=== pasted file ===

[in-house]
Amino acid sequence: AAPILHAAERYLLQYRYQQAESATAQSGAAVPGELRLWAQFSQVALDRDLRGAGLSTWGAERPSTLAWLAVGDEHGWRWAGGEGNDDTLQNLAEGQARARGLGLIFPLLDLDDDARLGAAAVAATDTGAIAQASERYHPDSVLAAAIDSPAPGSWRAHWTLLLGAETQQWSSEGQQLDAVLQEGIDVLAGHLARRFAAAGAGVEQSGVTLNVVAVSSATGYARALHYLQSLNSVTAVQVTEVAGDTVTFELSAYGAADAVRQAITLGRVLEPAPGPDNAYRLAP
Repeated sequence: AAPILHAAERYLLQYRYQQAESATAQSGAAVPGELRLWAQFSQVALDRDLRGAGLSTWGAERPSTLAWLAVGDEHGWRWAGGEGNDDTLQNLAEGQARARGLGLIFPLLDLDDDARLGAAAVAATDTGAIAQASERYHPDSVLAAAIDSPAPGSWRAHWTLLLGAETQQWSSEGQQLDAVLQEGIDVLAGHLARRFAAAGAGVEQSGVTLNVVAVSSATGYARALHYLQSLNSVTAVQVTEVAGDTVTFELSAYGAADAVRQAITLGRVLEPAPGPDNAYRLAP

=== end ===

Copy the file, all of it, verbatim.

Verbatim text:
[in-house]
Amino acid sequence: AAPILHAAERYLLQYRYQQAESATAQSGAAVPGELRLWAQFSQVALDRDLRGAGLSTWGAERPSTLAWLAVGDEHGWRWAGGEGNDDTLQNLAEGQARARGLGLIFPLLDLDDDARLGAAAVAATDTGAIAQASERYHPDSVLAAAIDSPAPGSWRAHWTLLLGAETQQWSSEGQQLDAVLQEGIDVLAGHLARRFAAAGAGVEQSGVTLNVVAVSSATGYARALHYLQSLNSVTAVQVTEVAGDTVTFELSAYGAADAVRQAITLGRVLEPAPGPDNAYRLAP
Repeated sequence: AAPILHAAERYLLQYRYQQAESATAQSGAAVPGELRLWAQFSQVALDRDLRGAGLSTWGAERPSTLAWLAVGDEHGWRWAGGEGNDDTLQNLAEGQARARGLGLIFPLLDLDDDARLGAAAVAATDTGAIAQASERYHPDSVLAAAIDSPAPGSWRAHWTLLLGAETQQWSSEGQQLDAVLQEGIDVLAGHLARRFAAAGAGVEQSGVTLNVVAVSSATGYARALHYLQSLNSVTAVQVTEVAGDTVTFELSAYGAADAVRQAITLGRVLEPAPGPDNAYRLAP